What you should know before becoming an athletic trainer

Last updated: July 23, 2024
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Eleana Bowman
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What you should know before becoming an athletic trainer
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Have you ever wondered how your favorite professional athlete prepares for a big event? From football players and boxers to Olympians, all athletes follow the support and guidance of their trusted athletic trainers.

Athletic trainers are experienced medical and sports professionals who work diligently to help athletes avoid serious injuries. When the unexpected happens, they’re on the scene, ready to use their skills and provide immediate medical attention and treatment for injuries.

But becoming an athletic trainer calls for dedication and commitment. These professionals undergo a rigorous academic program and certification exam, and they must take continued education courses to maintain their high-standing medical position.

However, it is also a rewarding job if you want to work in the world of sports.

If you’re interested in exploring the field of sports medicine and ultimately becoming an athletic trainer, here’s everything you’ll need to know.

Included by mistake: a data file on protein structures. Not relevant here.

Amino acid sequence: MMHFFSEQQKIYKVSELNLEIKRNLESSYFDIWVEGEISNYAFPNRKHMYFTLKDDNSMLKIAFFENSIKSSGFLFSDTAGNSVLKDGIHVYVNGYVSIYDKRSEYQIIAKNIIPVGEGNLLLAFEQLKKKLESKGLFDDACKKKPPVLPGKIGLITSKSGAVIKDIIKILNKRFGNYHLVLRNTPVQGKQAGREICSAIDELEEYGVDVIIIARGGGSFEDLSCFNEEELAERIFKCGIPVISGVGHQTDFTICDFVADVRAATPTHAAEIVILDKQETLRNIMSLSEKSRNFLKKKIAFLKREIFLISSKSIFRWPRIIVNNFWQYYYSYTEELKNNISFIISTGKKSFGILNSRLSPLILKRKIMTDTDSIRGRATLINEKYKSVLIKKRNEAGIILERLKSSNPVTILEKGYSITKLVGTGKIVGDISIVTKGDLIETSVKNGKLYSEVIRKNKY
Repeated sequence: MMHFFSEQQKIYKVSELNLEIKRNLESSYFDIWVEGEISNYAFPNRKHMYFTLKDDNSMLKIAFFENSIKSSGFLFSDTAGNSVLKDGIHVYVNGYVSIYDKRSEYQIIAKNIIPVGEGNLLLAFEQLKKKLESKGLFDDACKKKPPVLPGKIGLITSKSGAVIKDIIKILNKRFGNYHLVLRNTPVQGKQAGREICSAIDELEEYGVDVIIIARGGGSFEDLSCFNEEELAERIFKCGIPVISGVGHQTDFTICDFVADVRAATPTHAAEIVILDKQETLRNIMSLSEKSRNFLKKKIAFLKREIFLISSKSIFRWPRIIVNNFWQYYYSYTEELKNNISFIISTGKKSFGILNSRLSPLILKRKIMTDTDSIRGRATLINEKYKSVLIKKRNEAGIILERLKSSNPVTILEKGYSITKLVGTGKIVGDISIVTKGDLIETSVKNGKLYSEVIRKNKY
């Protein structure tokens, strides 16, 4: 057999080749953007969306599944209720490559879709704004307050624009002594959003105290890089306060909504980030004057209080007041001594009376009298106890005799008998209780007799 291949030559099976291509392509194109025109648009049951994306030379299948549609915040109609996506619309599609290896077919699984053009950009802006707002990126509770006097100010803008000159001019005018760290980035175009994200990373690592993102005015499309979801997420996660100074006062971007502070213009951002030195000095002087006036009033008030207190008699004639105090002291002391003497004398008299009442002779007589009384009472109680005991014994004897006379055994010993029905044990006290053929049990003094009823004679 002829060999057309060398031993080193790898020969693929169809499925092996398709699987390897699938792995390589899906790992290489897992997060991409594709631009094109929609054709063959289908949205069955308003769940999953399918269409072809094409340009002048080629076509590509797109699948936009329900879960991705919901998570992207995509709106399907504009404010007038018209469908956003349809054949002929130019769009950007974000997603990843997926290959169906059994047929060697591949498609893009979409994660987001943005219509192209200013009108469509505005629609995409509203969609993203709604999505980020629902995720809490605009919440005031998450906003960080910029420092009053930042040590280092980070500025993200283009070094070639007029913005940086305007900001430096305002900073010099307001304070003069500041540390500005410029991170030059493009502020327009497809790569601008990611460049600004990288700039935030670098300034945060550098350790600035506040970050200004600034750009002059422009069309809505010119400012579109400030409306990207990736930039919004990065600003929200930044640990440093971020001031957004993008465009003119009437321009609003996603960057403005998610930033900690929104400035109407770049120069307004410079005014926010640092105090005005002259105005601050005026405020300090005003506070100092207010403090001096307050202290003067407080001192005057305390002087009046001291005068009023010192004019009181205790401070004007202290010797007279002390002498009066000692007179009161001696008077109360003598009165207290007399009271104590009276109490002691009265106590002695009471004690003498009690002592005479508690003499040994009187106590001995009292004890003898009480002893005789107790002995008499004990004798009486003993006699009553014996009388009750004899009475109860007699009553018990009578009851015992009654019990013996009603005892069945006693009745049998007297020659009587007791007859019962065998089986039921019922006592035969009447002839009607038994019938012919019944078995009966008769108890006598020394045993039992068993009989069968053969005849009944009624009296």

What is an athletic trainer?

An athletic trainer is a healthcare professional who specializes in assessing, diagnosing, and treating athletic injuries. They oversee every practice, game, and workout session an athlete completes.

The presence of an athletic trainer during physical activity is crucial. If an athlete is performing exercises or drills incorrectly, the trainer will quickly correct them to prevent potential injuries.

Unfortunately, some sports-related injuries are unpredictable. When an athlete does get hurt, it’s the athletic trainer’s responsibility to immediately assess their injury and determine if the individual needs to seek emergency medical treatment.

Considering that athletes physically exert their bodies during each performance, one wrong move can severely damage their bones, muscles, ligaments, and more.

And these types of injuries can impact them for a lifetime — especially if they are not properly treated. Athletic trainers work hard to ensure that their all-star players avoid career-ending injuries — and that, when they do get injured, they heal as quickly as possible.